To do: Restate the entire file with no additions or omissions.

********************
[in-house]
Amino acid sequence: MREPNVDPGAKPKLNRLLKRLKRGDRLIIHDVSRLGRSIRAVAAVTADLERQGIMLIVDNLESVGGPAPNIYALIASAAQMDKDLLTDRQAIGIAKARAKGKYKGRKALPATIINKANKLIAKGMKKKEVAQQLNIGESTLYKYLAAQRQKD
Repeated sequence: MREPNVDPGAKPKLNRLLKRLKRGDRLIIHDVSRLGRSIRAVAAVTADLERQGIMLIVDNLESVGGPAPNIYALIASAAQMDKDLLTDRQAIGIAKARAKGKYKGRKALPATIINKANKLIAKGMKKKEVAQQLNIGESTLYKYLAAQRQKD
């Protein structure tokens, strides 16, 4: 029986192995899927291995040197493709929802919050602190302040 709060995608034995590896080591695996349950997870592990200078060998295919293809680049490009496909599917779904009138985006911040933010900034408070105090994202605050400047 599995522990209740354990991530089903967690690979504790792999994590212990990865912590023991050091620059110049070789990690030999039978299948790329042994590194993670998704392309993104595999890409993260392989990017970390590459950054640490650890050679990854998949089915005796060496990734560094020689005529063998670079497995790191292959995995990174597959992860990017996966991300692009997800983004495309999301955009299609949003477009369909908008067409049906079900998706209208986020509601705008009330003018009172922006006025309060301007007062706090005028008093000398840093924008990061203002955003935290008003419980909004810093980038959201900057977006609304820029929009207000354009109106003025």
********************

[in-house]
Amino acid sequence: MREPNVDPGAKPKLNRLLKRLKRGDRLIIHDVSRLGRSIRAVAAVTADLERQGIMLIVDNLESVGGPAPNIYALIASAAQMDKDLLTDRQAIGIAKARAKGKYKGRKALPATIINKANKLIAKGMKKKEVAQQLNIGESTLYKYLAAQRQKD
Repeated sequence: MREPNVDPGAKPKLNRLLKRLKRGDRLIIHDVSRLGRSIRAVAAVTADLERQGIMLIVDNLESVGGPAPNIYALIASAAQMDKDLLTDRQAIGIAKARAKGKYKGRKALPATIINKANKLIAKGMKKKEVAQQLNIGESTLYKYLAAQRQKD
């Protein structure tokens, strides 16, 4: 029986192995899927291995040197493709929802919050602190302040 709060995608034995590896080591695996349950997870592990200078060998295919293809680049490009496909599917779904009138985006911040933010900034408070105090994202605050400047 599995522990209740354990991530089903967690690979504790792999994590212990990865912590023991050091620059110049070789990690030999039978299948790329042994590194993670998704392309993104595999890409993260392989990017970390590459950054640490650890050679990854998949089915005796060496990734560094020689005529063998670079497995790191292959995995990174597959992860990017996966991300692009997800983004495309999301955009299609949003477009369909908008067409049906079900998706209208986020509601705008009330003018009172922006006025309060301007007062706090005028008093000398840093924008990061203002955003935290008003419980909004810093980038959201900057977006609304820029929009207000354009109106003025």